I saw an interesting quote from former Notre Dame football coach Lou Holz this week that got me thinking:
“It's not the load that breaks you down, it's the way you carry it.”
I think that is very true from a few, important perspectives:
- Once upon a time, I worked with a product manager who always seemed overwhelmed. He hurried from meeting to meeting, walked a bit hunched over, didn’t make much eye contact, and just sounded “down” when you tried to talk with him. His product was doing “OK, but not great” and you could say the same about him. The way he acted did not give me or others in the company the confidence that he was the one to help us drive great success in the market. In short, he didn’t seem to be able to carry his load very well.
- In contrast I have worked with people who, even when everything is hitting the fan, come across as “in control” and exhibit a “can do” attitude. They are better able to bring people into their world and get them to help create a successful outcome.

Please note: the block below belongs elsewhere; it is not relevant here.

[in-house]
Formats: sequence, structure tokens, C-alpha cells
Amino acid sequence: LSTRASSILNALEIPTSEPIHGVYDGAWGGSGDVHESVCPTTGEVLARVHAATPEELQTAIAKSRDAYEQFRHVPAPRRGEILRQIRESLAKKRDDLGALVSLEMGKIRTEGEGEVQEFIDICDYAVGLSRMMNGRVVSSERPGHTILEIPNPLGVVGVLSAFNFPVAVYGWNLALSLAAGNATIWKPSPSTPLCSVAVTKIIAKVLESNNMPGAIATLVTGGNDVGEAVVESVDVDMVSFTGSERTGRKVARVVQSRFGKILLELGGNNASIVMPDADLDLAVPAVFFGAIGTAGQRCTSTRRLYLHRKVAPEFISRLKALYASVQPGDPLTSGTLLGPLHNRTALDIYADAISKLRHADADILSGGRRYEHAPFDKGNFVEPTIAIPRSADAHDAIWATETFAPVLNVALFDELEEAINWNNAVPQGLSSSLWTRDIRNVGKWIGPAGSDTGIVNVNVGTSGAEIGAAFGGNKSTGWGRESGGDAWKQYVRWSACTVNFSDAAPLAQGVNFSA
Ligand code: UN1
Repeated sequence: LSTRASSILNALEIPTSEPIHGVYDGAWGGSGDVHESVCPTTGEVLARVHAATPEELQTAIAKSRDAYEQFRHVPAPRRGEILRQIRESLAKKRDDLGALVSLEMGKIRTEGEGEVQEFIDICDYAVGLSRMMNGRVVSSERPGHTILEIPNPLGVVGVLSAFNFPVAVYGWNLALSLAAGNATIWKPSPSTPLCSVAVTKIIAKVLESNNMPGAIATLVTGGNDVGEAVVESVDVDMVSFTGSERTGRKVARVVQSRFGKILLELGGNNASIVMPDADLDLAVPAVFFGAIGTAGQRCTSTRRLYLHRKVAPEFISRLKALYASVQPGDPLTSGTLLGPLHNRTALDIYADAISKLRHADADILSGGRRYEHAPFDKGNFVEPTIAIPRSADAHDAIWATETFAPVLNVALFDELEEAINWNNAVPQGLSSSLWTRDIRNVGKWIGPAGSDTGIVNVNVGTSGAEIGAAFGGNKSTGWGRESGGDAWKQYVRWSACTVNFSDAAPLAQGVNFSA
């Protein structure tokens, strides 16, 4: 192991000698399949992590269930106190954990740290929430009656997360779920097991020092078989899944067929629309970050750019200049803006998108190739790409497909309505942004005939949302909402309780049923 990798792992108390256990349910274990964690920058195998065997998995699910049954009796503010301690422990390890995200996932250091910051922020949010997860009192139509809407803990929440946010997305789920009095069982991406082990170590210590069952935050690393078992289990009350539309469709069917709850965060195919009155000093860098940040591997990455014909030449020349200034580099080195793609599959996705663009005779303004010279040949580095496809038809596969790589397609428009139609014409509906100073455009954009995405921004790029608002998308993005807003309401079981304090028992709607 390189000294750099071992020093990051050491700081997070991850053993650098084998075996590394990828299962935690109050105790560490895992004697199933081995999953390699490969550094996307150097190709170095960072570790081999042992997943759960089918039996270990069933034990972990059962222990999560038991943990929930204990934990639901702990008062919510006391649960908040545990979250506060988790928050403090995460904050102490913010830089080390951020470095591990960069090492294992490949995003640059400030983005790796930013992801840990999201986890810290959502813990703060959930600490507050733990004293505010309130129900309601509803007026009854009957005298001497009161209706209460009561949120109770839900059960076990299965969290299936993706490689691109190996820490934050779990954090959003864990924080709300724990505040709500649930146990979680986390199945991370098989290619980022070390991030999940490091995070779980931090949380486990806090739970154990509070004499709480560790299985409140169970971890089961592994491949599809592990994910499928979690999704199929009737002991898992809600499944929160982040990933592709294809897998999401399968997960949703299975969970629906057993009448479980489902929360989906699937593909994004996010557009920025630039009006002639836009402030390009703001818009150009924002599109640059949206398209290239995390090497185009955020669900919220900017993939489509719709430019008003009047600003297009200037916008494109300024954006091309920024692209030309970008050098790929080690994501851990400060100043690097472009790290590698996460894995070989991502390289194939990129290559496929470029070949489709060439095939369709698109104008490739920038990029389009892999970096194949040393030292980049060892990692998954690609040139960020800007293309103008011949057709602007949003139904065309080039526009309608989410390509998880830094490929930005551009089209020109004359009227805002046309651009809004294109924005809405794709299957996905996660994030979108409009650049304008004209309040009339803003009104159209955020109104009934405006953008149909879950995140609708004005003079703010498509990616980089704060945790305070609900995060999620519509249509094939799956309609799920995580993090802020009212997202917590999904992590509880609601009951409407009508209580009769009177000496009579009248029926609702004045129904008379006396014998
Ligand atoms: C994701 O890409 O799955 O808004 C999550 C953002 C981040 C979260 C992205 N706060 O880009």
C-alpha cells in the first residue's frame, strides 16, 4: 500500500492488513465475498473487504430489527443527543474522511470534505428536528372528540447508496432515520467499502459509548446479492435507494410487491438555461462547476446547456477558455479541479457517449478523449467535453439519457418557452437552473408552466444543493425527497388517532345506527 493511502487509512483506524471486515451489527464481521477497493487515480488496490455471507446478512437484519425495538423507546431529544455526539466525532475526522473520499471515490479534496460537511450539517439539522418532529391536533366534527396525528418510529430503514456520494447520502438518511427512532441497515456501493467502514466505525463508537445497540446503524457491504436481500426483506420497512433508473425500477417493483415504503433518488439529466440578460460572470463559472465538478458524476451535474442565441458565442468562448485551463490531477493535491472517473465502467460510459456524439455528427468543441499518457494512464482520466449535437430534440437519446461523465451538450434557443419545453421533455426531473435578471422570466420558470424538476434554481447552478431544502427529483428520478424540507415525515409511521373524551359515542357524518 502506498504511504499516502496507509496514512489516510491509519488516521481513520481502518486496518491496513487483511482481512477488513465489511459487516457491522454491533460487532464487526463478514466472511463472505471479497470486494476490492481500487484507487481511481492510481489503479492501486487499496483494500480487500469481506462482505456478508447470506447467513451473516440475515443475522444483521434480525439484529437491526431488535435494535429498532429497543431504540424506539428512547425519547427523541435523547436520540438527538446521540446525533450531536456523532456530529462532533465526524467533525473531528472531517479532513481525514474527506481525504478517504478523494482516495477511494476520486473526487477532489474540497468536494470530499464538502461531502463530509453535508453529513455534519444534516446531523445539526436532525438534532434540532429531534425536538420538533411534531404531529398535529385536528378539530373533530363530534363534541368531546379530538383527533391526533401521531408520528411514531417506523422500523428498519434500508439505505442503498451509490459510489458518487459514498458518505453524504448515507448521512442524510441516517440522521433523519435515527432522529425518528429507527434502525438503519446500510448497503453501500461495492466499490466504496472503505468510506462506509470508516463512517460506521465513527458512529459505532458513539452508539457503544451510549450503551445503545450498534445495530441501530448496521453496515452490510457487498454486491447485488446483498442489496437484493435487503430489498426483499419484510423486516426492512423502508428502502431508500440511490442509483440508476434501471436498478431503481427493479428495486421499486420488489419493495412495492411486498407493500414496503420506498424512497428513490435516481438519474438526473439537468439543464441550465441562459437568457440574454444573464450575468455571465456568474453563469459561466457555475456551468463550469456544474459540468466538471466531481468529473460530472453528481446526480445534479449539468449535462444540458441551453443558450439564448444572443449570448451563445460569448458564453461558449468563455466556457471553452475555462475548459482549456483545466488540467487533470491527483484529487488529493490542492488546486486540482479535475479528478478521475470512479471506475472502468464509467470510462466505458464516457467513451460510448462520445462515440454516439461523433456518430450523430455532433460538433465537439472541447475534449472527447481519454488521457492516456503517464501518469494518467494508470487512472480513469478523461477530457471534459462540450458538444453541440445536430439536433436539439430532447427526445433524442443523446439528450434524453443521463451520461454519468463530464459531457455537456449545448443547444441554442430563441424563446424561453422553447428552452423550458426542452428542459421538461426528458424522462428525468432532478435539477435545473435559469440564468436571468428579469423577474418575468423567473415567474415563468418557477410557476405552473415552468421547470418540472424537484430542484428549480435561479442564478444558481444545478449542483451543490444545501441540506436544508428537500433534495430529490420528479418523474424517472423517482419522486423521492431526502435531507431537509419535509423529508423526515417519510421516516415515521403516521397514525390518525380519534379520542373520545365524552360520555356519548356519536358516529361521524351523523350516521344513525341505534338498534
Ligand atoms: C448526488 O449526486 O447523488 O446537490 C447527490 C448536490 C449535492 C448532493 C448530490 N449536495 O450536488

- Remember – people want to be part of a winning team’s success. Does your team feel like a winning one?
- Are you a “glass half empty,” “glass half full,” or a “you could do with a smaller glass” kind of person? Your outlook and attitude will color your actions, so the better your attitude the better your results (in my experience).
- To go back to the product manager example, I have also had the pleasure of working with product managers who sought opportunity at every turn – even competitive losses – and managed to drive a successful business against the odds. How? A great attitude, hard work, and a compelling vision. If that’s doesn’t describe you, maybe you’re in the wrong role.
- Underlying all of this is whether you believe you can succeed or not, which is rooted in whether you believe in yourself. Do you? It’s OK to be afraid, but you need to be on your own team – no matter what.
- If you believe in yourself but don’t believe in what you’re doing, it’s time to switch to something you do believe in.
Remember: when you interact with people, you typically either add energy or drain energy during the interaction. Which describes you? What can you do to recognize when you’re draining the energy from the room? What can you do to up the level of positive energy you emit?